NYPD

Sometimes the violent wind of the Holy Spirit Nocks Yo Punkass Down. Today, it happened. It is go time in a major way. My church is looking for a youth director, and the woman who made the announcement that they needed an additional member of the search committee was sitting in the pew behind me. I turned around and said, “I want the job.” She said, “you want to be on the search committee?” I said, “no. I want the job.” She took down my e-mail address and we talked a little bit, and when the service ended, we talked some more. I managed to impress the hell out of her, and she’s going to put me before the search committee. I’ll be praying that goes well, too. I was so enthusiastic about the job that she said, “there are other applicants. I don’t know what we’re going to do about that.” I said, “I expect you to look at every applicant. I’m just telling you I’m the best.” I had a confidence in me that I have never seen, and she liked it. So did I.

Turns out, she’s a PK as well. I said, “regardless of whether I get this job, we need to go to lunch.” And we do. Preachers kids are a special breed. She said, “you know, they only come in two kinds.” I said, “it’s been interesting. At first, I was the dutiful daughter that wanted to go into the ministry, and my sister was the wild hair. And as we’ve gotten older, we’ve switched places. Now I want to find a balance- the youth minister with a wild hair.” I said, “kids love me. I dress just like them.” I was in brown pants and a surfer t-shirt with my hair spiked and she could clearly see my tattoos. She knew what I meant- that I could reach the kids because I knew where they were coming from.

The other thing we talked about is how to grow the group from where it is. They already have 40-50 kids that come on a regular basis, and I said, “do you advertise in the local high schools?” She said, “no, but that’s a great idea.” I said, “that’s how you grow a church. You don’t get the parents. You get the kids and the parents come with them. They are the church, because the pattern now is ‘go to church until high school/early college, drop out, and don’t come back until they have kids of their own. If we don’t grow the youth group, where are we going to get future members? How can we stop that cycle so that the kids are participating all along?” I also said that as a preacher’s kid, I’d worked in every aspect of the church. Every one…. and I’d never gotten paid for it. She laughed with the knowing of it, because as a PK herself, she’d been in that exact position her whole life, too.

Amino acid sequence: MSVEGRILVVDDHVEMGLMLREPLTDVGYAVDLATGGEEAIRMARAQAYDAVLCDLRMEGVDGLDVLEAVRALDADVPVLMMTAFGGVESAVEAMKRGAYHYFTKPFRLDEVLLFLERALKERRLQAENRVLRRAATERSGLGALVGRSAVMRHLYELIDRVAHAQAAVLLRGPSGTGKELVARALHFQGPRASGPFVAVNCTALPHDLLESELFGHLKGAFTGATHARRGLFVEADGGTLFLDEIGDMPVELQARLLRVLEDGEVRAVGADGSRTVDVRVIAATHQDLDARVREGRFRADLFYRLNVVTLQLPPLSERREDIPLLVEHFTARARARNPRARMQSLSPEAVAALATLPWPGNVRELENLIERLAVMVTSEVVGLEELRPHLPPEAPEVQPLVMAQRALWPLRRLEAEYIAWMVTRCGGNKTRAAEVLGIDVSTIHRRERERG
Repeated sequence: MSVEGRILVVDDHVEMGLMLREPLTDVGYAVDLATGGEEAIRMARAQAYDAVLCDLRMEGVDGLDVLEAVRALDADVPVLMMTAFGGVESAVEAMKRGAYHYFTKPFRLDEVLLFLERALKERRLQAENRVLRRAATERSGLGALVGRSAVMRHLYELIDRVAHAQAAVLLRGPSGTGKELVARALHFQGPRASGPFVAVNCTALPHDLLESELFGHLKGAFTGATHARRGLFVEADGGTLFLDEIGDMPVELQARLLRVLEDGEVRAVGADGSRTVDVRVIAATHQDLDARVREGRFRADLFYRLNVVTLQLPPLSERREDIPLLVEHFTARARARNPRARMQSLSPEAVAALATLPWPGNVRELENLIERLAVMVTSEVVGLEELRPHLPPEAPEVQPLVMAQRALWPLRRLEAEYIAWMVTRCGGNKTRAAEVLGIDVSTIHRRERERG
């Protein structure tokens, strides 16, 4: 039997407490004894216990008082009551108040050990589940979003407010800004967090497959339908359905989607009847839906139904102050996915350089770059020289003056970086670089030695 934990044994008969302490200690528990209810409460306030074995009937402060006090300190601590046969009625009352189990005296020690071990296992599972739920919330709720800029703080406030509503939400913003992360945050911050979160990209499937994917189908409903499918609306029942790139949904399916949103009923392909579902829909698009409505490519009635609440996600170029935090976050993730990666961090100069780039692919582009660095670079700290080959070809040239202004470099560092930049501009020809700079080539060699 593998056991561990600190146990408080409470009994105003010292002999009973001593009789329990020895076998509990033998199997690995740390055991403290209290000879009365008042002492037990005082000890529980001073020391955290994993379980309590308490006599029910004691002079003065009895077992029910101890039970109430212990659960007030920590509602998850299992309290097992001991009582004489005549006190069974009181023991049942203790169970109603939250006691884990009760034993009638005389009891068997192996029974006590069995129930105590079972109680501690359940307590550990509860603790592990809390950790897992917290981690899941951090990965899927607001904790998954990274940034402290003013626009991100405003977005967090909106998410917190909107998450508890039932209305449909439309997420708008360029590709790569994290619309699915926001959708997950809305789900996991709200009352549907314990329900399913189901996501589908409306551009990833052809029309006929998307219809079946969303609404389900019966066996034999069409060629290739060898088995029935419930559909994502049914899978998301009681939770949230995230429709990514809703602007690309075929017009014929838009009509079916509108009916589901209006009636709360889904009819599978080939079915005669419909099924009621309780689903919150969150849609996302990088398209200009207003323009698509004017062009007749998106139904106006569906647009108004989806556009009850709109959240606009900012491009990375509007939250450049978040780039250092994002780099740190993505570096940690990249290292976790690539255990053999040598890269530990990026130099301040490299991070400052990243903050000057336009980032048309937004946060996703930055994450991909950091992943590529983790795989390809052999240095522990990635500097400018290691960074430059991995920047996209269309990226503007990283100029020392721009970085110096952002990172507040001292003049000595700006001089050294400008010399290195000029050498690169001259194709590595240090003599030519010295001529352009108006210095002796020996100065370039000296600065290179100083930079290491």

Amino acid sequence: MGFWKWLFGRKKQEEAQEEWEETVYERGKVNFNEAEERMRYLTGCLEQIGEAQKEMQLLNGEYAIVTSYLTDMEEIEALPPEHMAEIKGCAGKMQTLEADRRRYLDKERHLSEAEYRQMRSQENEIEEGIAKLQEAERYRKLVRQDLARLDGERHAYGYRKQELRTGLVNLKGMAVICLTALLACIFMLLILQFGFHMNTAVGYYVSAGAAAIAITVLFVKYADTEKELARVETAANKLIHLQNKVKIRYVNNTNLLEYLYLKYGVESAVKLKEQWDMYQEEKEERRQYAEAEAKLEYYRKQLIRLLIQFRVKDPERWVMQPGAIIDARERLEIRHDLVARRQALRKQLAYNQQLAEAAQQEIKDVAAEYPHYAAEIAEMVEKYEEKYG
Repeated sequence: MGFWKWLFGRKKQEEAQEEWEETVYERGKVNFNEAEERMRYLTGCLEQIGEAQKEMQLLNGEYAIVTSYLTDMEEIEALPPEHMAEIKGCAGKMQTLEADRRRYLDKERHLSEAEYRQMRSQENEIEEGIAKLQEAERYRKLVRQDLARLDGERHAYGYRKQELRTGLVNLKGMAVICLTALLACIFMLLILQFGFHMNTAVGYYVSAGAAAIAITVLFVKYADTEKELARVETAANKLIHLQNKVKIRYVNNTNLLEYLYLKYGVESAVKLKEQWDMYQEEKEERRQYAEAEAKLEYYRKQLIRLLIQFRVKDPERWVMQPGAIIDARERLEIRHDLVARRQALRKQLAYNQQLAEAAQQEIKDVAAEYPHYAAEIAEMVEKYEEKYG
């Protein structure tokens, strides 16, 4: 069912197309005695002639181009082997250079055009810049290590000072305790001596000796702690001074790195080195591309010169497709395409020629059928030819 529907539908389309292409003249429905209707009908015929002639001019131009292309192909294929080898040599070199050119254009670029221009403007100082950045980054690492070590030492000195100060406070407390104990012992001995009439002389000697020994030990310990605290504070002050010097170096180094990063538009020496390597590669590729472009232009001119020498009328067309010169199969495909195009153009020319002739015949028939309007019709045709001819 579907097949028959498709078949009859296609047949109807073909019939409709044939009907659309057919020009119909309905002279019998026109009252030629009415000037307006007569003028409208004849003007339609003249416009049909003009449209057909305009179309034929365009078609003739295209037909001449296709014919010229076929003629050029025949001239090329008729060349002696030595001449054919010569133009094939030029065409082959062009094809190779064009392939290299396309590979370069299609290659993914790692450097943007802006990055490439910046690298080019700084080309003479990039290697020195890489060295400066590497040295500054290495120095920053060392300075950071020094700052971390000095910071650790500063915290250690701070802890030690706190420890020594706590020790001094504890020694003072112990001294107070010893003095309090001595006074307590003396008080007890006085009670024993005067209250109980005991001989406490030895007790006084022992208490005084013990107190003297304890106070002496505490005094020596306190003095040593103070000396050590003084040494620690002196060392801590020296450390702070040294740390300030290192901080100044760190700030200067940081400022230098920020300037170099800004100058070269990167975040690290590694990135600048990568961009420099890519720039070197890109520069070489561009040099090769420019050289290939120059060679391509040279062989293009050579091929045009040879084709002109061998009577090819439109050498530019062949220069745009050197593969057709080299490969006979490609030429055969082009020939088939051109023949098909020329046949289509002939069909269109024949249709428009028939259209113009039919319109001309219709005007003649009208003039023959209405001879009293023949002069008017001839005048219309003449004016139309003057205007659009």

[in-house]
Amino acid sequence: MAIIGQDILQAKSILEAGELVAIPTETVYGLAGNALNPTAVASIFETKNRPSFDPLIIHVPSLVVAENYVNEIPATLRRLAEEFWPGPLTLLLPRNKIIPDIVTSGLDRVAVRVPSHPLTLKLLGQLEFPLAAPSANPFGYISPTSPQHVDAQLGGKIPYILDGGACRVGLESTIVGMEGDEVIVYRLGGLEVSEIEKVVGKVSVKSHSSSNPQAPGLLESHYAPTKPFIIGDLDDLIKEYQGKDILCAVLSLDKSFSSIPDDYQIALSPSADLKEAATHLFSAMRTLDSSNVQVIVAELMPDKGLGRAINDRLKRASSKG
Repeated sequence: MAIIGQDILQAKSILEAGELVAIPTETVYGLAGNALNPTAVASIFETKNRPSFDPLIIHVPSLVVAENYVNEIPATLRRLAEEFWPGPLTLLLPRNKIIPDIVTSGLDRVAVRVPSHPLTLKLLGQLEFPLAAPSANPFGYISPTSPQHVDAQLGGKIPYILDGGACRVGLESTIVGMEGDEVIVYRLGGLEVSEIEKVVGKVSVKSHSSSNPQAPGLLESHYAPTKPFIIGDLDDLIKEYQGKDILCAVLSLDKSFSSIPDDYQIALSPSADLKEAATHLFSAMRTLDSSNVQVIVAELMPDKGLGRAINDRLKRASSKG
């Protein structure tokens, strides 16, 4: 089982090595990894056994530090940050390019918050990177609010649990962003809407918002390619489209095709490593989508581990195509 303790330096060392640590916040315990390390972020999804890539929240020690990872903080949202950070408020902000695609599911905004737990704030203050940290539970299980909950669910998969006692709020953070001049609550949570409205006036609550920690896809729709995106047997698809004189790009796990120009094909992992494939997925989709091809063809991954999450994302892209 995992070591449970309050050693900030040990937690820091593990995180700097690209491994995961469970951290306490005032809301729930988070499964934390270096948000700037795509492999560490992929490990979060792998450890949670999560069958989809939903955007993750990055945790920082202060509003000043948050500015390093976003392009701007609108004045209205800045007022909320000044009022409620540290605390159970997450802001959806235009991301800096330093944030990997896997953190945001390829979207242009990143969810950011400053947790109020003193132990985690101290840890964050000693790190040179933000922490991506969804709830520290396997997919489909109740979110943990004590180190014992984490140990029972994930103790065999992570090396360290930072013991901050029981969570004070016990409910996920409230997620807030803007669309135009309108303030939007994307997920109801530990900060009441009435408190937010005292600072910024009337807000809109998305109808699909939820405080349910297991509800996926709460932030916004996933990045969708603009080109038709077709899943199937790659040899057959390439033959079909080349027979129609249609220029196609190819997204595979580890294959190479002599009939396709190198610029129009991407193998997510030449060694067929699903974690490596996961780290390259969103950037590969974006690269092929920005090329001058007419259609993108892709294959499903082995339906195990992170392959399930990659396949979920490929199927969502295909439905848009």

I also made a point to ask what Matt is like as a boss. She said she didn’t know, but that he seemed like an introvert. I said, “we all are, aren’t we? Every pastor I know is an introvert with a big front on Sunday mornings.” We’re all writers and creators. We’re sociable, but need plenty of time to recharge our batteries. When I preach, afterwards I am usually spent of emotion. It takes your whole body and your whole mind to put it together. To step into the river and let the service flow.

I would be remiss not to thank Susan Leo for giving me a chance. I got my start preaching at Bridgeport UCC, and for that, I will always be grateful. She gave up her pulpit willingly and gladly so that I could get the confidence to really be who I am. If there’s anything I’ve learned from the devastation of divorce and recovery from it, it’s that I’ve been hiding a light that is about to come out. I’ve been in IT instead of using my God-given gifts, because I have been running from my calling and now je suis prest.

I want the youth to lead worship. I want the kids to own being members of the community. I want them to learn Christian responsibility, which is to take care of the people around you whether you know them or not. See need and respond. Just because you’re a teenager doesn’t mean you don’t have that gift.

People write off teenagers and don’t give them enough credit. When I took my kids at Bridgeport on a retreat, when they opened up, they really got down and dirty. They opened up their souls and poured them out, and the problems were more complex and carefully thought out than anyone not working with youth would guess. I carry their names tattooed on my heart because that weekend bonded us for life. I am still in touch with them through Facebook and that retreat was in 2004.

I divided them up into groups and gave them different color bandanas because it was Survivor themed (we were on an island). The tribes were named after the tribes of Israel, and they competed against each other and did trust exercises before we had worship every night…. except it didn’t look like traditional worship. It was sitting around a camp fire and praying for peace.

Sunday morning we had worship, and I will never forget Lauren’s sweet voice saying the words we said at Bridgeport each Sunday as the assurance, written by Susan herself:

We are God’s children, wonderfully made…
And as fallible as we are, we are no mistake.
Be responsible and let go of guilt.
Be mindful and carry no shame.
Believe the Good News of the Gospel
You are loved unconditionally by God.

You have never really heard those words until you’ve heard a child say them. You’ve never really heard a piece of Scripture until you hear a child read it. If I can direct that growth and change, so that high schoolers think being at church is cool because they’re not treated like children, then I will. Because treating them like children demotes them to being unable to take responsibility. It’s their church, too.

They need to take offering. They need to read Scripture. They need to preach. They need to own, instead of react.

God has been whispering my whole life. Today was NYPD. Tomorrow is “I got this.”

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